Dagenham Girl Pipers

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Dagenham Girl Pipers
Pipe majorSheila Hatcher
TartanRoyal Stewart

The Dagenham Girl Pipers are a female pipe band based in Dagenham, Greater London. The band was founded in 1930, and toured extensively as a professional organisation before and after the Second World War, with several members performing during the war for the Entertainments National Service Association. It is now an amateur band under the leadership of pipe major Sheila Hatcher.


The band was formed in 1930 by Rev. Joseph Waddington Graves, the minister of Osborne Hall Congregational church.[1] He chose 12 girls from the Sunday school with an average age 11, and they had their first practice on 4 October under the direction of Pipe Major Douglas Scott-Taylor.[2] The girls were initially taught in secret, as Taylor thought teaching women would damage his reputation.[3]

The band's first performance was 18 months later, to an audience of journalists, who filmed the event.[4] The band wore the Royal Stewart tartan.[2]

By 1933 some of the girls had reached the school leaving age of 14 and Graves decided to make the band a professional organisation, with the girls as paid employees and himself as manager.[2] The band was a success and by 1937 was fulfilling 400 engagements a year, sometimes with multiple bands on tour at the same time. Edith Turnbull and Peggy Iris were made pipe majors of the band.[2][5]

The Girl Pipers toured to pre-war Germany, and at one performance Hitler was heard to remark: "I wish I had a band like that."[6] The band was touring in the Black Forest in August 1939 when Graves became aware of the rising military tension, and the band curtailed their tour and returned to Britain, two weeks before World War II broke out.[6] The group disbanded at the outbreak of World War II, but 10 girls were allowed to work full-time for the Entertainments National Service Association and others worked part-time.[7][8] Peggy Iris and Margaret Fraser joined a concert party entertaining troops in Africa, giving over 1000 shows in three years, and were awarded the Africa Star.[2]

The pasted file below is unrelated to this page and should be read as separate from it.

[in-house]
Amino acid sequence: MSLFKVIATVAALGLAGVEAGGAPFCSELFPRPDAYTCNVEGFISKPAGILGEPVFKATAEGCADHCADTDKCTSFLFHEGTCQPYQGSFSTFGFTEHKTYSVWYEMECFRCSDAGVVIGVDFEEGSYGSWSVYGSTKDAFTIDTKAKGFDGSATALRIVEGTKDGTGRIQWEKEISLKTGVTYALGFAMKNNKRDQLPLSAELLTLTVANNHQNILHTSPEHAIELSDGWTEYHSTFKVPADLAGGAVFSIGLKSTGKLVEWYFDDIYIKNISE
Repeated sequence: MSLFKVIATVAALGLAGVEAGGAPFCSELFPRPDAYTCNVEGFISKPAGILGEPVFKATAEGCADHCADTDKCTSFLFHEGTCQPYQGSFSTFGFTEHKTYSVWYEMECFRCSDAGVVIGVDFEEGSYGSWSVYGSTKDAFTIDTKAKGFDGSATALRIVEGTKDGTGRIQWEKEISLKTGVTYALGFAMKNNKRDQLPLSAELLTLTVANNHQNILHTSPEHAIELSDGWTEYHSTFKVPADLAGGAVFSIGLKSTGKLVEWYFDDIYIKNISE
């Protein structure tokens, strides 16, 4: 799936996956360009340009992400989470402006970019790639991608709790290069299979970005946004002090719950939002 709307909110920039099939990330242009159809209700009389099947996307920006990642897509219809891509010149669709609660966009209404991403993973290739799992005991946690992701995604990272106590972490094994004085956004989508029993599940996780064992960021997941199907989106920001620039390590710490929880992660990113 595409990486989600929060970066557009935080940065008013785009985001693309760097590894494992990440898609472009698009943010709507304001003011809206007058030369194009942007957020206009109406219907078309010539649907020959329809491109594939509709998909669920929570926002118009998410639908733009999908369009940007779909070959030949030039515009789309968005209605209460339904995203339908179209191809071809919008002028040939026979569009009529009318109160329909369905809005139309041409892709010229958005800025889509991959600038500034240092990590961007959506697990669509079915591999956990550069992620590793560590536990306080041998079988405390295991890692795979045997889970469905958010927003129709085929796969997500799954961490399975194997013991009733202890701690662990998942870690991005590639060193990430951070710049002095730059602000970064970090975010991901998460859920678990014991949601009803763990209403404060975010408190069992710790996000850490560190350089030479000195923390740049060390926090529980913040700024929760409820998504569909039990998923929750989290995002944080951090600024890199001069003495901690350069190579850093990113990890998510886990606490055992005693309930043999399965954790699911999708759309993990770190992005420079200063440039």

After the war the band reformed as a professional organisation. David Land, who ran a theatrical agency in Dagenham, took over from Graves in 1948. The Girl Pipers became an amateur band in 1968 as it was uneconomical to continue as a professional group.[2] The band still performs today, with around 15 active members under the leadership of Sheila Hatcher, who has been a member since 1958.[9]

In popular culture[edit]

In an essay by Douglas Adams published in The Salmon of Doubt, Adams described the Dagenham Girl Pipers as his "dream lover", writing "With all due respect and love to my dear wife, there are some things that, however loving or tender your wife may be, only a large pipe band can give you."[10]

The Dagenham girl pipers were often referred to by Eric Morecambe during episodes of The Morecambe and Wise Show.


  1. ^ Olechnowicz, Andrzej (1997). 'Working-class Housing in England Between the Wars: The Becontree Estate. Oxford: Oxford University Press. p. 121. ISBN 0-19-820650-X.
  2. ^ a b c d e f "The Dagenham Girl Pipers" (PDF). Government of the United Kingdom. Retrieved 14 June 2017.
  3. ^ Sylvia Kent (2014). Barking & Dagenham From Old Photographs. Amberley Publishing. p. 135. ISBN 978-1-4456-2267-5.
  4. ^ "Not Braemar ... Dagenham!!!". britishpathe.com. Retrieved 14 June 2017.
  5. ^ "Peggy Iris, founding member of the Dagenham Girl Pipers dies aged 97". valencehousecollections.co.uk. Retrieved 14 June 2017.
  6. ^ a b Emma Cook (23 October 2011). "Reunited: girl pipers who wowed Hitler". The Independent.
  7. ^ "War Farm Work". BBC. Retrieved 27 December 2016.
  8. ^ "Ladies Pipe Bands". rspba.org. Retrieved 14 June 2017.
  9. ^ "Dagenham Girl Pipers". dagenhamgirlpipers.com. Retrieved 14 June 2017.
  10. ^ Douglas Adams (2003). The Salmon of Doubt: Hitchhiking the Galaxy One Last Time. Pan Books. p. 37. ISBN 978-0-330-32312-3.

External links[edit]